What I don't understand is (but I don't know where they exactly are) that they don't drill. Of course if they are too deep under that might take a long time too.

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I guess they take the 4 months of food to them in the event there is a deluge and they cannot be reached in the interim. Sounds easy that they can get them out but obviously it must be really tricky if one option is a plan to wait it out. Four months waiting: OMG, I think the psychological stresses would be horrendous.

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3 minutes ago, robblok said:

What I don't understand is (but I don't know where they exactly are) that they don't drill. Of course if they are too deep under that might take a long time too.

I understood the part of the cave they are, is too small to drill to, without putting the kids to further danger. I assume that during final meters of drilling, it's possible that the part of the ceiling of the cave will collapse.

 

Providing the kids 4 months of supplies is a good first response. That way they are likely to survive, even if some parts of the tunnels to them would collapse at some point.

 

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Operation to rescue footballers a success but not over yet: governor

By Pratch Rujivanarom 
The Nation

 

c370eb55015a7f17f8ac29e1f9678772.jpeg

File photo : Narongsak

 

Operation to rescue footballers a success but not over yet: governor

 

The operation to rescue the 13 missing Mu Pa Academy football club members was a success, the head of the mission declared on Tuesday after all 13 members were found alive on Monday night on a ledge in the Tham Luang cave in Chiang Rai province following a marathon search operation. 

 

However, Chiang Rai Governor Narongsak Osottanakorn, who heads the operation, said there were still challenges ahead in bringing them out of the flooded cave in Mae Sai district.

 

The 12 boys and their deputy football coach, who have been missing since June 23, were found by two British divers in a drama that has gripped the nation.

 

The governor said the initial estimates of the health of the team members showed they were fine.

 

“From the video clip shot when the British divers found the boys, they looked exhausted given the fact that they were there without food and water for many days. If we had to choose between green as the best, yellow, and red the worst, they look to be green,” Narongsak said.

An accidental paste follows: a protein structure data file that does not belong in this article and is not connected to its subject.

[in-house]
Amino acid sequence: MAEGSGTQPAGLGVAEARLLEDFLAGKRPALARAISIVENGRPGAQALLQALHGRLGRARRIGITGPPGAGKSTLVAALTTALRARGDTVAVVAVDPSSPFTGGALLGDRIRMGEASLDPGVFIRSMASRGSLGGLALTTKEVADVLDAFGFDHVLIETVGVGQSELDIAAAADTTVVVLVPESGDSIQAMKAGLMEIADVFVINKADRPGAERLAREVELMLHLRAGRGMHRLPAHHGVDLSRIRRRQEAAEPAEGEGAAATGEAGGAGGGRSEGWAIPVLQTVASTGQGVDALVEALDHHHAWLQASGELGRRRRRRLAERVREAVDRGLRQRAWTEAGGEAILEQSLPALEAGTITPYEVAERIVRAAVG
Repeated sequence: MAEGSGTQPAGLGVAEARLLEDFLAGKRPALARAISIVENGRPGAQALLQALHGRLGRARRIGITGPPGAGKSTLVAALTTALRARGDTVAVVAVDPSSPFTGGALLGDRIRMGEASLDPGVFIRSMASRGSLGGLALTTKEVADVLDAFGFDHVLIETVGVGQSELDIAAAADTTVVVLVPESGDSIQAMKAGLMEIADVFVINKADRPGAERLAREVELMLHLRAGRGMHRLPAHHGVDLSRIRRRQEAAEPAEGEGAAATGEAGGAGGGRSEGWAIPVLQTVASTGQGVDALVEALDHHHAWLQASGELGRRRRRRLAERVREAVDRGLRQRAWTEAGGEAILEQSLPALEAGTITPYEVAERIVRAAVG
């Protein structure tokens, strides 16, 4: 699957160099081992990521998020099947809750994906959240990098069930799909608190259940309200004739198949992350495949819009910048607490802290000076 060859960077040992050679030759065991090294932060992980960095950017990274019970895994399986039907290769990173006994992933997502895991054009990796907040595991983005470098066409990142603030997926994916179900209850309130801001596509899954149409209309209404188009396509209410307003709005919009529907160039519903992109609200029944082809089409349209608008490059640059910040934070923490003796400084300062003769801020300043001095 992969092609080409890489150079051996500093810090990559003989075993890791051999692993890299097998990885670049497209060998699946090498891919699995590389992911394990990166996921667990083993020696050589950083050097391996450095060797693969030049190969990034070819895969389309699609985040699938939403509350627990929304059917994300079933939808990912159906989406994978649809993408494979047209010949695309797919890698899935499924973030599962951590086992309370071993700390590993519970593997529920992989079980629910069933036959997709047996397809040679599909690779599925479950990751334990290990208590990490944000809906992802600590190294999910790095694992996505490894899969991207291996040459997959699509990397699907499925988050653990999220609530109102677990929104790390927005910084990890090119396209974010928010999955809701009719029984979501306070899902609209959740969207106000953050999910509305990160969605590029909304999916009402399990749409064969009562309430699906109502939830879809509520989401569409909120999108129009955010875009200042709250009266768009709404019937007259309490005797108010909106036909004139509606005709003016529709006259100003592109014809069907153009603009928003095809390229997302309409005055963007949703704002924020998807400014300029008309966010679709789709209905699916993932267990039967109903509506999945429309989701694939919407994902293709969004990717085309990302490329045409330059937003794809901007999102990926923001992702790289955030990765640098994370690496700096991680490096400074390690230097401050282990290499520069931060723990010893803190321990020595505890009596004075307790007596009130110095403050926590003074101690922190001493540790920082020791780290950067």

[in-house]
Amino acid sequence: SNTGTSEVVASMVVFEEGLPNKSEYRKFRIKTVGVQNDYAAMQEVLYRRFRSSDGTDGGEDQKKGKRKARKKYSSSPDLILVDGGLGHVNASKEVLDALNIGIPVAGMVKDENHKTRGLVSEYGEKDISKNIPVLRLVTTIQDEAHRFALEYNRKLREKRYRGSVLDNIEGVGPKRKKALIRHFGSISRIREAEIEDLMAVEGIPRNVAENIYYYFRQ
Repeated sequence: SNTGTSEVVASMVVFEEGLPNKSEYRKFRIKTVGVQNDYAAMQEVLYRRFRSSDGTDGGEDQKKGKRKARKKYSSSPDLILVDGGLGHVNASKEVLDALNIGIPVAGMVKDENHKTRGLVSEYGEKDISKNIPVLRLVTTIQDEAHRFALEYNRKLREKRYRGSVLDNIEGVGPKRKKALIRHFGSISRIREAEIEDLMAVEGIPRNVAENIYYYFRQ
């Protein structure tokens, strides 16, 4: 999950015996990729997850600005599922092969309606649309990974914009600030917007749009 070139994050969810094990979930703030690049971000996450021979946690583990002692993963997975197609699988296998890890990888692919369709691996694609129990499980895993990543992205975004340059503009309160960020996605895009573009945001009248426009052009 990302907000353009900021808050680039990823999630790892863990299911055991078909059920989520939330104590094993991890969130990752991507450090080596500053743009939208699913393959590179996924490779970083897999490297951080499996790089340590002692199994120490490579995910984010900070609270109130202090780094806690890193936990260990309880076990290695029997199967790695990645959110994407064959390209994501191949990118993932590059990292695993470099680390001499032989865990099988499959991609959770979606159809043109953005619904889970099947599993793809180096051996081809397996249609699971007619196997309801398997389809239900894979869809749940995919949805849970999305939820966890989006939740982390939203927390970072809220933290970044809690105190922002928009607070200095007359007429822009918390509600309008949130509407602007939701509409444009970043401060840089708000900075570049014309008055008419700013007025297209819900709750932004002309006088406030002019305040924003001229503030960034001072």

It is reported that 16 Navy SEAL divers have been sent to the location, called Nern Nom Sao slope, to stay with the boys to keep tabs on their health and prepare them for evacuation. The divers took some special food such as power gel and water for them. 

 

Narongsak said the process to prepare the boys for evacuation will take a few days and the best way is still being considered. “They will be taken out of the cave, when it is safe enough. The challenge now will be to bring them out safely, as rising water and mud are impeding access.”

 

Meanwhile, other efforts to access the cave such as through drilling, and finding alternative passages, as well as draining water out of the cave, will continue. 

 

The governor thanked both Thai and international volunteers for their dedication in this operation, which he had earlier described as mission impossible.

 

The governor praised and gave credits to two British cave diving experts who found the missing team. He did not mention the names but it is understood to be John Volanthen and Richard Stanton.

 

He appreciated the personnel and equipment support received from the US, the UK, China, Russia, Belgium, Japan, Laos and Israel.

 

“The crucial factors that made this operation a success were the well organised cooperation and management,” he said.

 

Source: http://www.nationmultimedia.com/detail/national/30349191

 
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-- © Copyright The Nation 2018-07-03

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some very small kids in this group. some sort of smaller custom tank and regulator with a long hose?

 

the focus will be on not panicking, keeping your mask on and what to do if your mask gets flooded.

 

if they rig up a harness the kids can be pulled though and all they need to do is breathe and not freak out. 

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How long would it take to drill from the top and take them out that way .

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7 minutes ago, robblok said:

What I don't understand is (but I don't know where they exactly are) that they don't drill. Of course if they are too deep under that might take a long time too

From another source the head of the US cave rescue commision indicated the problems with drilling would be; 

The need to construct roads, infrastructure to get drilling rigs in.

The need for a complete cave survey to pinpoint the boys actual location. Otherwise it would be difficult be sure where to drill.

He called it "A needle in a haystack problem".

 

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2 minutes ago, keith101 said:

How long would it take to drill from the top and take them out that way .

Probably a few months to clear them out from under the rubble. 

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Food for 4 month? Wow, didn't see that coming, that it could take soooo long...